text-only page produced automatically by LIFT Text Transcoder Skip all navigation and go to page contentSkip top navigation and go to directorate navigationSkip top navigation and go to page navigation
National Science Foundation
News
design element
News
News From the Field
For the News Media
Special Reports
Research Overviews
NSF-Wide Investments
Speeches & Lectures
NSF Current Newsletter
Multimedia Gallery
News Archive
News by Research Area
Arctic & Antarctic
Astronomy & Space
Biology
Chemistry & Materials
Computing
Earth & Environment
Education
Engineering
Mathematics
Nanoscience
People & Society
Physics
 

Email this pagePrint this page


Press Release 06-137
National Science Foundation Awards Texas Advanced Computing Center $59 Million for High-Performance Computing

University and industry consortium to deploy powerful general-purpose computing system

Scientists will use the TACC computer to simulate the 10 milion atoms in this bacterial organelle.

Scientists will use the TACC computer to simulate the 10 million atoms in this bacterial organelle.
Credit and Larger Version

September 29, 2006

The National Science Foundation (NSF) has made a five-year, $59 million award to the Texas Advanced Computing Center (TACC) at The University of Texas (UT) at Austin and its partners at Arizona State University and Cornell University to acquire, operate and support a high-performance computing system that will provide unprecedented computational power to the nation's scientists and engineers.

TACC is partnering with Sun Microsystems to deploy a supercomputer system specifically developed to support very large science and engineering computing requirements. In its final configuration in 2007, the supercomputer will have a peak performance in excess of 420 trillion floating point operations per second (teraflops), making it one of the most powerful supercomputer systems in the world. It will also provide over 100 trillion bytes (terabytes) of memory and 1.7 quadrillion bytes (petabytes) of disk storage. The system is based on Sun Fire(TM) x64 (x86, 64-bit) servers and Sun StorageTek(TM) disk and tape storage technologies, and will use AMD's forthcoming quad-core processors.

The University of Texas at Austin project team is led by TACC director Jay Boisseau and includes researchers from TACC and UT's Institute for Computational Engineering & Sciences.

High-performance computing (HPC) has become a vital investigative tool in many science and engineering disciplines. It enables testing and validation of theories and analysis of vast volumes of experimental data generated by modern scientific instruments, such as the very high-energy particle accelerators in the United States and Europe. HPC makes it possible for researchers to conduct experiments that would otherwise be impossible--studying the dynamics of the Earth's climate in the distant past, for example, investigating how the universe developed, or discovering how complex biological molecules mediate life processes. In industry, high-performance computing is used in everything from aircraft design and improvement of automobile crash-worthiness, to the creation of breath-taking animations in the cinema and production of snack food.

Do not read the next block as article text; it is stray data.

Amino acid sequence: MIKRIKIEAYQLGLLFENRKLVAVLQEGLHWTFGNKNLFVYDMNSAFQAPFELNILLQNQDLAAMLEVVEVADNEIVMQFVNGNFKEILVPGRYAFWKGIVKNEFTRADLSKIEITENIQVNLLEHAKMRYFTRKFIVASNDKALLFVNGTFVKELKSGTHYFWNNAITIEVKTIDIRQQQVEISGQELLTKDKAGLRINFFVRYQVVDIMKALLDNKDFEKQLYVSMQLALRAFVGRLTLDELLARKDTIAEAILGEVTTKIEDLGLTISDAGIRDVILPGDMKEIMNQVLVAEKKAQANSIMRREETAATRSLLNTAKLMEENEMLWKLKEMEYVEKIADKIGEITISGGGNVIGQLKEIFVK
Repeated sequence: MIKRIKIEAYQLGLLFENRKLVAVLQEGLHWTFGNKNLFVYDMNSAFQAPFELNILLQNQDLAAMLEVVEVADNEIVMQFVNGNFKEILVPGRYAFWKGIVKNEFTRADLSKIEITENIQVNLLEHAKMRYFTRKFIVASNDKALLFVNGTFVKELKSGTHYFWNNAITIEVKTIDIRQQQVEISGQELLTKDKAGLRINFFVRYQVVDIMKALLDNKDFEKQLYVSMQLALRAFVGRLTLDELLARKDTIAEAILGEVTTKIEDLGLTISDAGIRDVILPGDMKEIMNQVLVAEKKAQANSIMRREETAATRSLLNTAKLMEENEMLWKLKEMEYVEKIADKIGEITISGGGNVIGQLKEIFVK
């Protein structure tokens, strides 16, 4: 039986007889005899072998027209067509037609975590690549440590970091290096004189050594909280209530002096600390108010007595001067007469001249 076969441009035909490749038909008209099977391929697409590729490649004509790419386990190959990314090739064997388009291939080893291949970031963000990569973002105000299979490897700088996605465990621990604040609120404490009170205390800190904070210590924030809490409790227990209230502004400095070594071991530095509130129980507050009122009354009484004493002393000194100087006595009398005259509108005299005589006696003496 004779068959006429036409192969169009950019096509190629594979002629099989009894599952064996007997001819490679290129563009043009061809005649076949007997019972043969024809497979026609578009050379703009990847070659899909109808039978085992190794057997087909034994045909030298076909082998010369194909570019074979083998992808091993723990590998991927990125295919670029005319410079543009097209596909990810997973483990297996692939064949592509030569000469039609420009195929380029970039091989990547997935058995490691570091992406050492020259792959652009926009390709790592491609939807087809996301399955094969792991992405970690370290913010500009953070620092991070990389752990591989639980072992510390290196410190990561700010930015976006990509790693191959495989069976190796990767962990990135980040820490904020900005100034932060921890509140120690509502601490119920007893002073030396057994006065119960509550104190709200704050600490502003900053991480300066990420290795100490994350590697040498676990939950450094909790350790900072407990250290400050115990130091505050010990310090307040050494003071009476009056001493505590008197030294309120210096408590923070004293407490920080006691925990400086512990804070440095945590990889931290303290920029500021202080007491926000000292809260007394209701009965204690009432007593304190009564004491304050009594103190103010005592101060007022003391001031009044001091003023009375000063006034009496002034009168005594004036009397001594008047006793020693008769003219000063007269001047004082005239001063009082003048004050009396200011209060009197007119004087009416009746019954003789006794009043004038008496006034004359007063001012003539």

Increasingly, high-performance computing is becoming an engine for American competitiveness as President Bush emphasized in his 2006 State of the Union address, and as noted in reports from both the National Academy of Sciences and the Council on Competitiveness. High-performance computing is one of the components of the American Competitiveness Initiative.

HPC systems are enabling researchers to address important problems in nearly all fields of science. From understanding the 3-D structure and function of proteins to predicting severe weather events, HPC resources have become indispensable to knowledge discovery in life sciences, geosciences, social sciences and engineering, producing results that have direct bearing on society and quality of life. HPC resources are required for basic research across disciplines, from understanding the synthesis of all heavy elements via supernova explosions to mapping the evolutionary history of all organisms throughout the history of life on Earth.

"This Sun system will enable scientific codes to achieve greater performance on vastly larger problems, with higher resolution and accuracy, than ever before. It will be one of the most important scientific instruments in the world," said TACC's Boisseau.

-NSF-

Media Contacts
Marcia Inger, TACC, (512) 471-4904, minger@tacc.utexas.edu
Leslie Fink, NSF, (703) 292-5395, lfink@nsf.gov

Related Websites
Texas Advanced Computing Center: http://www.tacc.utexas.edu
NSf Office of Cyberinfrastructure: http://www.nsf.gov/dir/index.jsp?org=OCI
NSF Special Report on Computing: http://www.nsf.gov/news/overviews/computer/index.jsp
NSF Special Report on Cyberinfrastructure: http://www.nsf.gov/news/special_reports/cyber/index.jsp

The National Science Foundation (NSF) is an independent federal agency that supports fundamental research and education across all fields of science and engineering. In fiscal year (FY) 2014, its budget is $7.2 billion. NSF funds reach all 50 states through grants to nearly 2,000 colleges, universities and other institutions. Each year, NSF receives about 50,000 competitive requests for funding, and makes about 11,500 new funding awards. NSF also awards about $593 million in professional and service contracts yearly.

 Get News Updates by Email 

Useful NSF Web Sites:
NSF Home Page: http://www.nsf.gov
NSF News: http://www.nsf.gov/news/
For the News Media: http://www.nsf.gov/news/newsroom.jsp
Science and Engineering Statistics: http://www.nsf.gov/statistics/
Awards Searches: http://www.nsf.gov/awardsearch/

 

border=0/


Email this pagePrint this page
Back to Top of page